Vascular peptide endothelin-1 links fat accumulation with alterations of visceral adipocyte lipolysis.
van Harmelen V., Eriksson A., Aström G., Wåhlén K., Näslund E., Karpe F., Frayn K., Olsson T., Andersson J., Rydén M., Arner P.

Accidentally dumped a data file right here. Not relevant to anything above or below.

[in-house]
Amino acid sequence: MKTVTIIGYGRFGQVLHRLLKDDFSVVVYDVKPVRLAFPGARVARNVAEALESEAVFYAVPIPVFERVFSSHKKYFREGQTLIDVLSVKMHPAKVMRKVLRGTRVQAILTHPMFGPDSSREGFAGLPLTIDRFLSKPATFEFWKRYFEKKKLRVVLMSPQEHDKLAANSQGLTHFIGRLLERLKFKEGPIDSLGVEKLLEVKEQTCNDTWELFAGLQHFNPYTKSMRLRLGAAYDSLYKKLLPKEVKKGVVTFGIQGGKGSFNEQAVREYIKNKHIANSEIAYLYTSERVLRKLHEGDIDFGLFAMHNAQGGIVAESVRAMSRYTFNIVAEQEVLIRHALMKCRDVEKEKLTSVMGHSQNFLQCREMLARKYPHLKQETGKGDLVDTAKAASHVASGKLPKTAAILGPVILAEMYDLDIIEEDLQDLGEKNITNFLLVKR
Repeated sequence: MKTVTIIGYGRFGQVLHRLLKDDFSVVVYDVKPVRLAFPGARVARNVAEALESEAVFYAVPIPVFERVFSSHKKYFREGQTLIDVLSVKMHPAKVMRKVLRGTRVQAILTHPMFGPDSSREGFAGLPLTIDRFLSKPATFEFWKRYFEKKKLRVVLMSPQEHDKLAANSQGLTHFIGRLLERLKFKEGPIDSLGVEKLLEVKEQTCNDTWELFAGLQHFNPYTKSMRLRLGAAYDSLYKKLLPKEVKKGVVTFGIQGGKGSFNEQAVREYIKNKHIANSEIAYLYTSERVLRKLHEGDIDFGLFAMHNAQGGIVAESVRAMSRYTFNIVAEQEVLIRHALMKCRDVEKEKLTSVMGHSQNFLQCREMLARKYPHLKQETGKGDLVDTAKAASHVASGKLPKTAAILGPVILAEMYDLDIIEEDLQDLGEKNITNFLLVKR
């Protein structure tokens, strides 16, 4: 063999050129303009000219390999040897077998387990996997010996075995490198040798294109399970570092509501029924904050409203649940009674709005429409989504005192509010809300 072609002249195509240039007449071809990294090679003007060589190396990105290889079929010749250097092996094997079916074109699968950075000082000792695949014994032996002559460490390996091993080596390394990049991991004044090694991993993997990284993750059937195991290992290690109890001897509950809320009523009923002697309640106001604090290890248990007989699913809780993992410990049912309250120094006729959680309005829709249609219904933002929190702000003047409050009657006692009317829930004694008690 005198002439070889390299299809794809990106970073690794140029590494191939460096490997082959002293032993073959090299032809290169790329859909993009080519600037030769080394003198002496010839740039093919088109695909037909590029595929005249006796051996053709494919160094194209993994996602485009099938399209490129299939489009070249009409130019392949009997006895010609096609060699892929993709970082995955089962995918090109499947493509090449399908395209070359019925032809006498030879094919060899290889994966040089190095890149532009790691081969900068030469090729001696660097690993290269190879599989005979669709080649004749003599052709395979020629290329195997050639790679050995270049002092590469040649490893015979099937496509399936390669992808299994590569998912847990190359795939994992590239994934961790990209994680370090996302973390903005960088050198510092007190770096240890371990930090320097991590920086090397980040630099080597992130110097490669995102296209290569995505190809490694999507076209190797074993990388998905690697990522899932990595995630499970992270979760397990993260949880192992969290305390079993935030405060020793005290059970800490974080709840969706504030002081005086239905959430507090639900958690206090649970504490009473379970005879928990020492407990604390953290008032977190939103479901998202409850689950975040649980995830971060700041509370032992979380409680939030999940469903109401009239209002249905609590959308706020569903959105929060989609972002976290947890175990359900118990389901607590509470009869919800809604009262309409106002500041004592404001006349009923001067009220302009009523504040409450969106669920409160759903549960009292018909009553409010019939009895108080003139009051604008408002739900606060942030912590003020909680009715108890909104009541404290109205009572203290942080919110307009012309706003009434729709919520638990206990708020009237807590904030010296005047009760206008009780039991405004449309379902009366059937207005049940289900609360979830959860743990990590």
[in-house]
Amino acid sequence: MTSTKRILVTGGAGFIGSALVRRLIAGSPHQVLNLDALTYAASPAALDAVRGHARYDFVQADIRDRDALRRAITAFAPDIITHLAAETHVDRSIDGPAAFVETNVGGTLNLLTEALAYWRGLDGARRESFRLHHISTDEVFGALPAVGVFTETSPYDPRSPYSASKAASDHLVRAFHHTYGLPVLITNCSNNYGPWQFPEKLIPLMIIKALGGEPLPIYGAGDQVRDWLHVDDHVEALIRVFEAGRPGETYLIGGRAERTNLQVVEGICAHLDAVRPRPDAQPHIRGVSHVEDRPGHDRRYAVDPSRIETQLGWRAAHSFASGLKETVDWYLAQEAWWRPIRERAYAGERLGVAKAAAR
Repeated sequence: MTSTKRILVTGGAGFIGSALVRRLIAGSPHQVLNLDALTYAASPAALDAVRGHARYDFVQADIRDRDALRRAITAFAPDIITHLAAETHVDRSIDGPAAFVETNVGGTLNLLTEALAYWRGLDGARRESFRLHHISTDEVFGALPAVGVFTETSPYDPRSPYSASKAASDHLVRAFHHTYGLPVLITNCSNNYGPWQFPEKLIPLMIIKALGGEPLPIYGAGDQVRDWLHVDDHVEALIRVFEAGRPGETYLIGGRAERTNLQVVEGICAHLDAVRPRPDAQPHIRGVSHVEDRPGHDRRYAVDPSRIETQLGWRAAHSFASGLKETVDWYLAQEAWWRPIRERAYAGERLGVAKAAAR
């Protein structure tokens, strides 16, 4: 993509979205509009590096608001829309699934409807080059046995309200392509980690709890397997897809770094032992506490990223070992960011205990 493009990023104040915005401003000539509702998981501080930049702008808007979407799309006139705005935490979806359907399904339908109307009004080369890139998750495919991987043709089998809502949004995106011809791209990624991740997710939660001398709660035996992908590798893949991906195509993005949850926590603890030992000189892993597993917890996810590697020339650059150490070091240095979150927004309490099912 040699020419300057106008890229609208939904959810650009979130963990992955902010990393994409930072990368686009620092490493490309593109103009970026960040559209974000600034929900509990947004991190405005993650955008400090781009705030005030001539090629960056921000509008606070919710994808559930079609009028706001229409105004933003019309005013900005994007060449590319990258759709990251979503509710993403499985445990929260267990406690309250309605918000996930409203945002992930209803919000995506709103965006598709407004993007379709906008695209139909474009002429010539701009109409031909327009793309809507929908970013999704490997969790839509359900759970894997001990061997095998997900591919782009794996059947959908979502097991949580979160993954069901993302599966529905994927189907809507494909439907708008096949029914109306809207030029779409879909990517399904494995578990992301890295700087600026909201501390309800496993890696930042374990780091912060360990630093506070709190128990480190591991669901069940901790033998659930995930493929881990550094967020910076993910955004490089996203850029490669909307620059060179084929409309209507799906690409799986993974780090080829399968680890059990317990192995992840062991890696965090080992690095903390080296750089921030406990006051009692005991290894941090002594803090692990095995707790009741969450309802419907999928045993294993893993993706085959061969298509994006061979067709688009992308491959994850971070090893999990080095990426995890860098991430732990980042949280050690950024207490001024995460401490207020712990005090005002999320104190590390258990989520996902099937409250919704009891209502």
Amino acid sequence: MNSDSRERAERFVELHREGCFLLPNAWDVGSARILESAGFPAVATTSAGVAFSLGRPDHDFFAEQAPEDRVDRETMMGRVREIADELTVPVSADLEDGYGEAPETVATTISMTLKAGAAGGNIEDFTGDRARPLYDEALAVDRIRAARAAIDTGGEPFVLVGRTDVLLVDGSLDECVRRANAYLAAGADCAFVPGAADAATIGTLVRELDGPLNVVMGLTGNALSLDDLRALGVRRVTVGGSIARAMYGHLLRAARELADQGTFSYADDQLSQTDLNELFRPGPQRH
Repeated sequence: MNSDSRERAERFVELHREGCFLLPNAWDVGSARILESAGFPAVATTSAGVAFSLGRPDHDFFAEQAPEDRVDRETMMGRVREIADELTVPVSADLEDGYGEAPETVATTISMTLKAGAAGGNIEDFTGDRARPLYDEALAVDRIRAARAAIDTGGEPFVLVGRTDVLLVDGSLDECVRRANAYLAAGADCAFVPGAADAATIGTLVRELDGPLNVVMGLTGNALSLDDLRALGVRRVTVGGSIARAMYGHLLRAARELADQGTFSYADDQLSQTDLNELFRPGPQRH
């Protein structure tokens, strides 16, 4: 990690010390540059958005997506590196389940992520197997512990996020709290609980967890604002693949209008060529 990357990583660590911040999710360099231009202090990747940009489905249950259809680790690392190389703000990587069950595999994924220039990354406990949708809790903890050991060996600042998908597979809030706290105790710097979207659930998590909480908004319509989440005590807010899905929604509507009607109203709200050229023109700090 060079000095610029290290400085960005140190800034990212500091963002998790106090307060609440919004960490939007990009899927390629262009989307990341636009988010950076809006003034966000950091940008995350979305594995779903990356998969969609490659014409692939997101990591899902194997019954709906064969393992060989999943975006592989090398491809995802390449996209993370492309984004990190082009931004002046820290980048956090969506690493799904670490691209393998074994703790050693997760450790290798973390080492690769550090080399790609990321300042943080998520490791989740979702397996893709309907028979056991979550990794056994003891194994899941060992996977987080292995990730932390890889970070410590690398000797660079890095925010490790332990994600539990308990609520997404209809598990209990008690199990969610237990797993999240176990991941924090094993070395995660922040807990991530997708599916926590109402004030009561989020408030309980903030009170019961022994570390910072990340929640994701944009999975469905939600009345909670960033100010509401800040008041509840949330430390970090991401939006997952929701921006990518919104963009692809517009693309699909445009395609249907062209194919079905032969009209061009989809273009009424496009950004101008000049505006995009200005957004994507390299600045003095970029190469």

OBJECTIVE: Visceral obesity increases risk of insulin resistance and type 2 diabetes. This may partly be due to a region-specific resistance to insulin's antilipolytic effect in visceral adipocytes. We investigated whether adipose tissue releases the vascular peptide endothelin-1 (ET-1) and whether ET-1 could account for regional differences in lipolysis. RESEARCH DESIGN AND METHODS: One group consisted of eleven obese and eleven nonobese subjects in whom ET-1 levels were compared between abdominal subcutaneous and arterialized blood samples. A second group included subjects undergoing anti-obesity surgery. Abdominal subcutaneous and visceral adipose tissues were obtained to study the effect of ET-1 on differentiated adipocytes regarding lipolysis and gene and protein expression. RESULTS: Adipose tissue had a marked net release of ET-1 in vivo, which was 2.5-fold increased in obesity. In adipocytes treated with ET-1, the antilipolytic effect of insulin was attenuated in visceral but not in subcutaneous adipocytes, which could not be explained by effects of ET-1 on adipocyte differentiation. ET-1 decreased the expression of insulin receptor, insulin receptor substrate-1 and phosphodiesterase-3B and increased the expression of endothelin receptor-B (ET(B)R) in visceral but not in subcutaneous adipocytes. These effects were mediated via ET(B)R with signals through protein kinase C and calmodulin pathways. The effect of ET-1 could be mimicked by knockdown of IRS-1. CONCLUSIONS: ET-1 is released from human adipose tissue and links fat accumulation to insulin resistance. It selectively counteracts insulin inhibition of visceral adipocyte lipolysis via ET(B)R signaling pathways, which affect multiple steps in insulin signaling.